Coronavirus: Looking after your mental health

19 March 2020

Situations like the current coronavirus (COVID-19) outbreak can be scary and affect our mental health. Here are some ways to stay informed but also manage your mental health and wellbeing.

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Coronavirus has brought much uncertainty, and constant news updates online can feel relentless. It’s important to keep up to date and to find balance to ensure good mental health, wellbeing and reduce stress.

Here are some ways you can look after your mental health during the current outbreak.

Limit the news you read

While it’s great to keep on top of all the latest facts and figures, spending lots of time doing so can often lead us to negative thoughts and feelings.

There is also lots of misinformation being hosted online, so it’s important to stick to trusted news source such as the government, NHS and Public Health England sites.

To minimise stress and anxiety with all the updates, you could decide on a specific time to check in on the news and only take this from a couple of trusted resources. If you have a news app on your phone, you can normally filter the news sources this is drawn from or switch off notifications.

Take a break from social media

It’s important to remember that social media gives a voice to everyone, regardless of whether they are an expert on the subject matter or not.

Closing browsers and exiting apps will help you stay in control of what you read. Following trends, hashtags and random people online may lead you down a rabbit hole of unverified conspiracies and fake news about the outbreak.

Be careful about what accounts and hashtags you tune in to and try to have some time away from social media by watching TV, reading a book, exercising or doing something else you enjoy.

To filter what you see on social media, you could mute key words on Twitter, as well as unfollowing and muting accounts. On Instagram you can also mute account posts and stories. WhatsApp allows you to mute and archive groups, and you can hide certain Facebook posts and feeds.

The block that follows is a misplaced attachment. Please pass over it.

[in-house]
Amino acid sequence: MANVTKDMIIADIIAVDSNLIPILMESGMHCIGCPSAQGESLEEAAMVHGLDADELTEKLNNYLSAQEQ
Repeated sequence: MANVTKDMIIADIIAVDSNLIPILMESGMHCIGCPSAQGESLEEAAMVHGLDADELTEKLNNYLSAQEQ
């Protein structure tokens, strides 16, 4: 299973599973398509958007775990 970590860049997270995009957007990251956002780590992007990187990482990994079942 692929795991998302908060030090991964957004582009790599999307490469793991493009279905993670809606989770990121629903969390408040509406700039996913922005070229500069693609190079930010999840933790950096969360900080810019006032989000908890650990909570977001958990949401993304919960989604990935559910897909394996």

Stay in touch

With increasing numbers of people self-isolating or working/studying from home, it might be a good time to check you have correct contact details for friends and family.

Keeping in touch with people you know will help to keep spirits up during this time. You could agree a time to check-in with different people and try to keep the topic of conversation about other things, such as hobbies.

If you’re studying remotely, you could set up virtual coffee-catchups with friends, revision sessions or even grab some popcorn and have your own movie night using the 'Netflix Party' extension on Chrome.

For more ideas about keeping in touch, read our article 'Long distance: There with you'. 

Stick to a routine

It’s only normal that aspects of your routine may have become disrupted, but keeping structure to your day will be important.

During times of stress, we often need to pay more attention to our needs and feelings, whilst also finding time to do things that help us relax and that we enjoy.

You could write a list each evening of things to do the next day and perhaps even assign some times to these. You might want to think about regular sleeping patterns, exercise, a healthy and balanced diet, meditation, reading and time for hobbies.

Further reading

If you would like to talk to somebody about how you’re feeling if you're experiencing mental health or wellbeing difficulties, our Disability, Mental Health and Wellbeing Advisers are available via askUCL.